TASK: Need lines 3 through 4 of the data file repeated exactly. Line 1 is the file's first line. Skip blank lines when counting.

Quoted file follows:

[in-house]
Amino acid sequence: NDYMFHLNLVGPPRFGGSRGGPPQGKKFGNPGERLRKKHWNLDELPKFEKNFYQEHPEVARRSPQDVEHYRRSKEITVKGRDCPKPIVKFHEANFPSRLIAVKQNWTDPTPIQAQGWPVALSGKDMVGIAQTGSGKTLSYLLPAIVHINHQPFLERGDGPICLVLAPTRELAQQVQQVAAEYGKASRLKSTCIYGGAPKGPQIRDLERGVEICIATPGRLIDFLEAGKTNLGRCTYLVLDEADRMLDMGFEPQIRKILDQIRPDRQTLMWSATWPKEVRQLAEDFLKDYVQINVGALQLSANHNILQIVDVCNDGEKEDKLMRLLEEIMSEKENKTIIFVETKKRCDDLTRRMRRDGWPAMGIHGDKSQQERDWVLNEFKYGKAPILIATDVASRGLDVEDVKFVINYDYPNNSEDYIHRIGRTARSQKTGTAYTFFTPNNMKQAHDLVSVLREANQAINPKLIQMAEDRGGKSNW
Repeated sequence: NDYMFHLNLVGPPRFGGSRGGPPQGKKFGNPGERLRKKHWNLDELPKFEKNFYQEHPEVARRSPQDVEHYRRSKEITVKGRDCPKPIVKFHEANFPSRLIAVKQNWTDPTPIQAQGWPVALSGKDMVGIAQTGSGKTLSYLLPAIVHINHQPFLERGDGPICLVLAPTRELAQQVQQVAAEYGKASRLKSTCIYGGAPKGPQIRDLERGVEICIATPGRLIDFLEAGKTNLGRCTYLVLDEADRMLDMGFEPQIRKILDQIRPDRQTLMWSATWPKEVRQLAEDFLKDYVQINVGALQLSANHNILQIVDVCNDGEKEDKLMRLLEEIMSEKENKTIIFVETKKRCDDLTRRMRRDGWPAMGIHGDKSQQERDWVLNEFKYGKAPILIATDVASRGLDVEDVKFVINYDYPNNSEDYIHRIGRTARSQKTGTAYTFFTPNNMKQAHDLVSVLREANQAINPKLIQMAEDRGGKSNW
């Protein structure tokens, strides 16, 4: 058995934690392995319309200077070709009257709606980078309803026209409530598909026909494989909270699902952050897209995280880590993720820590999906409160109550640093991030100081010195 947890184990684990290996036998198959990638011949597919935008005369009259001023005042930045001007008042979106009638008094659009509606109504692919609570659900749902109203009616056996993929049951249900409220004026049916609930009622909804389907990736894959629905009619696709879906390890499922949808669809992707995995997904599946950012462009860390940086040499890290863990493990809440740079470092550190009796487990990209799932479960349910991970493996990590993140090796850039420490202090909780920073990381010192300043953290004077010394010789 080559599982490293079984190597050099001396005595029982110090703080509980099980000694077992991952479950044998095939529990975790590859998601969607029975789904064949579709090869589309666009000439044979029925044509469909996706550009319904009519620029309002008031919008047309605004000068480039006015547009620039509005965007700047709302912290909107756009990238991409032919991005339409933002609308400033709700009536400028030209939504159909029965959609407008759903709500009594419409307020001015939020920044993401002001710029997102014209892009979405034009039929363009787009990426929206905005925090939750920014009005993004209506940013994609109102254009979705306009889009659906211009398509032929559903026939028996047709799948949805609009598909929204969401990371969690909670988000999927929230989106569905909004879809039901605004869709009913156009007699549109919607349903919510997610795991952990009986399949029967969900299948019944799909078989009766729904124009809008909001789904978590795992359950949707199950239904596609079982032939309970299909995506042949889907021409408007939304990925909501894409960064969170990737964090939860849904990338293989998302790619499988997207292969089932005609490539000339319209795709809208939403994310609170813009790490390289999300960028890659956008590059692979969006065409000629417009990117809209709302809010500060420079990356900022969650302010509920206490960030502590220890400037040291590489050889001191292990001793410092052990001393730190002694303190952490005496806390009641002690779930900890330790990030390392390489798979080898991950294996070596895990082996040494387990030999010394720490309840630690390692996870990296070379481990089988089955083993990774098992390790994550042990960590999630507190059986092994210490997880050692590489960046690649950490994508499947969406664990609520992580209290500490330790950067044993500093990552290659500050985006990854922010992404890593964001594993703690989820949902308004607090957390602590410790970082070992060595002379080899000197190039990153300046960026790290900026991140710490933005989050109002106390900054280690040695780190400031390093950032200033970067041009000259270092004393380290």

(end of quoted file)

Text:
Repeated sequence: NDYMFHLNLVGPPRFGGSRGGPPQGKKFGNPGERLRKKHWNLDELPKFEKNFYQEHPEVARRSPQDVEHYRRSKEITVKGRDCPKPIVKFHEANFPSRLIAVKQNWTDPTPIQAQGWPVALSGKDMVGIAQTGSGKTLSYLLPAIVHINHQPFLERGDGPICLVLAPTRELAQQVQQVAAEYGKASRLKSTCIYGGAPKGPQIRDLERGVEICIATPGRLIDFLEAGKTNLGRCTYLVLDEADRMLDMGFEPQIRKILDQIRPDRQTLMWSATWPKEVRQLAEDFLKDYVQINVGALQLSANHNILQIVDVCNDGEKEDKLMRLLEEIMSEKENKTIIFVETKKRCDDLTRRMRRDGWPAMGIHGDKSQQERDWVLNEFKYGKAPILIATDVASRGLDVEDVKFVINYDYPNNSEDYIHRIGRTARSQKTGTAYTFFTPNNMKQAHDLVSVLREANQAINPKLIQMAEDRGGKSNW
């Protein structure tokens, strides 16, 4: 058995934690392995319309200077070709009257709606980078309803026209409530598909026909494989909270699902952050897209995280880590993720820590999906409160109550640093991030100081010195 947890184990684990290996036998198959990638011949597919935008005369009259001023005042930045001007008042979106009638008094659009509606109504692919609570659900749902109203009616056996993929049951249900409220004026049916609930009622909804389907990736894959629905009619696709879906390890499922949808669809992707995995997904599946950012462009860390940086040499890290863990493990809440740079470092550190009796487990990209799932479960349910991970493996990590993140090796850039420490202090909780920073990381010192300043953290004077010394010789 080559599982490293079984190597050099001396005595029982110090703080509980099980000694077992991952479950044998095939529990975790590859998601969607029975789904064949579709090869589309666009000439044979029925044509469909996706550009319904009519620029309002008031919008047309605004000068480039006015547009620039509005965007700047709302912290909107756009990238991409032919991005339409933002609308400033709700009536400028030209939504159909029965959609407008759903709500009594419409307020001015939020920044993401002001710029997102014209892009979405034009039929363009787009990426929206905005925090939750920014009005993004209506940013994609109102254009979705306009889009659906211009398509032929559903026939028996047709799948949805609009598909929204969401990371969690909670988000999927929230989106569905909004879809039901605004869709009913156009007699549109919607349903919510997610795991952990009986399949029967969900299948019944799909078989009766729904124009809008909001789904978590795992359950949707199950239904596609079982032939309970299909995506042949889907021409408007939304990925909501894409960064969170990737964090939860849904990338293989998302790619499988997207292969089932005609490539000339319209795709809208939403994310609170813009790490390289999300960028890659956008590059692979969006065409000629417009990117809209709302809010500060420079990356900022969650302010509920206490960030502590220890400037040291590489050889001191292990001793410092052990001393730190002694303190952490005496806390009641002690779930900890330790990030390392390489798979080898991950294996070596895990082996040494387990030999010394720490309840630690390692996870990296070379481990089988089955083993990774098992390790994550042990960590999630507190059986092994210490997880050692590489960046690649950490994508499947969406664990609520992580209290500490330790950067044993500093990552290659500050985006990854922010992404890593964001594993703690989820949902308004607090957390602590410790970082070992060595002379080899000197190039990153300046960026790290900026991140710490933005989050109002106390900054280690040695780190400031390093950032200033970067041009000259270092004393380290």